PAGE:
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Is Now The Time To Put Goldplat (LON:GDP) On Your Watchlist?

Investors are often guided by the idea of discovering 'the next big thing', even if that means buying 'story stocks' without any revenue, let alone profit. But the reality is that when a company loses money each year, for long enough, its investors will usually take their share of those losses. While a well funded company may sustain losses for years, it will need to generate a profit eventually, or else investors will move on and the company will wither away.

Despite being in the age of tech-stock blue-sky investing, many investors still adopt a more traditional strategy; buying shares in profitable companies like Goldplat (LON:GDP). While profit isn't the sole metric that should be considered when investing, it's worth recognising businesses that can consistently produce it.

View our latest analysis for Goldplat

How Quickly Is Goldplat Increasing Earnings Per Share?

The market is a voting machine in the short term, but a weighing machine in the long term, so you'd expect share price to follow earnings per share (EPS) outcomes eventually. So it makes sense that experienced investors pay close attention to company EPS when undertaking investment research. Shareholders will be happy to know that Goldplat's EPS has grown 31% each year, compound, over three years. As a general rule, we'd say that if a company can keep up that sort of growth, shareholders will be beaming.

It's often helpful to take a look at earnings before interest and tax (EBIT) margins, as well as revenue growth, to get another take on the quality of the company's growth. We note that while EBIT margins have improved from 12% to 17%, the company has actually reported a fall in revenue by 3.7%. That's not a good look.

In the chart below, you can see how the company has grown earnings and revenue, over time. Click on the chart to see the exact numbers.

earnings-and-revenue-history
earnings-and-revenue-history

Goldplat isn't a huge company, given its market capitalisation of UK£16m. That makes it extra important to check on its balance sheet strength.

Are Goldplat Insiders Aligned With All Shareholders?

As a general rule, it's worth considering how much the CEO is paid, since unreasonably high rates could be considered against the interests of shareholders. For companies with market capitalisations under UK£162m, like Goldplat, the median CEO pay is around UK£281k.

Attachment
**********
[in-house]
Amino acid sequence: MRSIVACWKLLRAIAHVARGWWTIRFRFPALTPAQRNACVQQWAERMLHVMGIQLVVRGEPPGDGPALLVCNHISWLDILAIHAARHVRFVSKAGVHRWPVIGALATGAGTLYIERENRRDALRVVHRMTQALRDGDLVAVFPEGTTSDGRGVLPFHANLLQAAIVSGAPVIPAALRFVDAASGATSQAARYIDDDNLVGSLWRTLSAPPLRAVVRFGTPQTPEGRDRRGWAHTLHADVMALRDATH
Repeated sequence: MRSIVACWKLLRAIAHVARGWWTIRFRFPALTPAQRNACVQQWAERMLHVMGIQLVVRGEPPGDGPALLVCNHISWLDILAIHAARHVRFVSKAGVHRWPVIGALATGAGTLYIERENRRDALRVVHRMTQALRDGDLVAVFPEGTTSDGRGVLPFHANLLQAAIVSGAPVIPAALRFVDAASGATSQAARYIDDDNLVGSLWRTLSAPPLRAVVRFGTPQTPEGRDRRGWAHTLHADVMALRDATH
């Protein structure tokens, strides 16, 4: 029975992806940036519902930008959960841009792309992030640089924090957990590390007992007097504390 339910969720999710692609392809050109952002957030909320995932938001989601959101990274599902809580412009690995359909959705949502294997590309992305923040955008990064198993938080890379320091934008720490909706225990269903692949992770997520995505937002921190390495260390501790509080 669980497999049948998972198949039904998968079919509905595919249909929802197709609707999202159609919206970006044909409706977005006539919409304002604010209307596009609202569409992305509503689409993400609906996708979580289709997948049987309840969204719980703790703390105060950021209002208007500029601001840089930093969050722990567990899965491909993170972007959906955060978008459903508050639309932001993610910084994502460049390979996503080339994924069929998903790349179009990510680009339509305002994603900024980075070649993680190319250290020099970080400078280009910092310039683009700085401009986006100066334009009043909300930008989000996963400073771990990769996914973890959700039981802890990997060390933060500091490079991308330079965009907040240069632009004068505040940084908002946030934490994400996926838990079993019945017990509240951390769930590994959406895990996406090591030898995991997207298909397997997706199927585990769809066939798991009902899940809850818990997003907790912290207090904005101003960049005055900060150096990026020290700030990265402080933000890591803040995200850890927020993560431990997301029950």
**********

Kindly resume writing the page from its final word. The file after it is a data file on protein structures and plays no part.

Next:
Goldplat offered total compensation worth UK£184k to its CEO in the year to June 2022. That comes in below the average for similar sized companies and seems pretty reasonable. While the level of CEO compensation shouldn't be the biggest factor in how the company is viewed, modest remuneration is a positive, because it suggests that the board keeps shareholder interests in mind. It can also be a sign of a culture of integrity, in a broader sense.

Should You Add Goldplat To Your Watchlist?

For growth investors, Goldplat's raw rate of earnings growth is a beacon in the night. With swiftly growing earnings, the best days may still be to come, and the modest CEO pay suggests the company is careful with cash. Based on these factors, this stock may well deserve a spot on your watchlist, or even a little further research. What about risks? Every company has them, and we've spotted 2 warning signs for Goldplat you should know about.

There's always the possibility of doing well buying stocks that are not growing earnings and do not have insiders buying shares. But for those who consider these important metrics, we encourage you to check out companies that do have those features. You can access a free list of them here.

Please note the insider transactions discussed in this article refer to reportable transactions in the relevant jurisdiction.

Have feedback on this article? Concerned about the content? Get in touch with us directly. Alternatively, email editorial-team (at) simplywallst.com.

This article by Simply Wall St is general in nature. We provide commentary based on historical data and analyst forecasts only using an unbiased methodology and our articles are not intended to be financial advice. It does not constitute a recommendation to buy or sell any stock, and does not take account of your objectives, or your financial situation. We aim to bring you long-term focused analysis driven by fundamental data. Note that our analysis may not factor in the latest price-sensitive company announcements or qualitative material. Simply Wall St has no position in any stocks mentioned.

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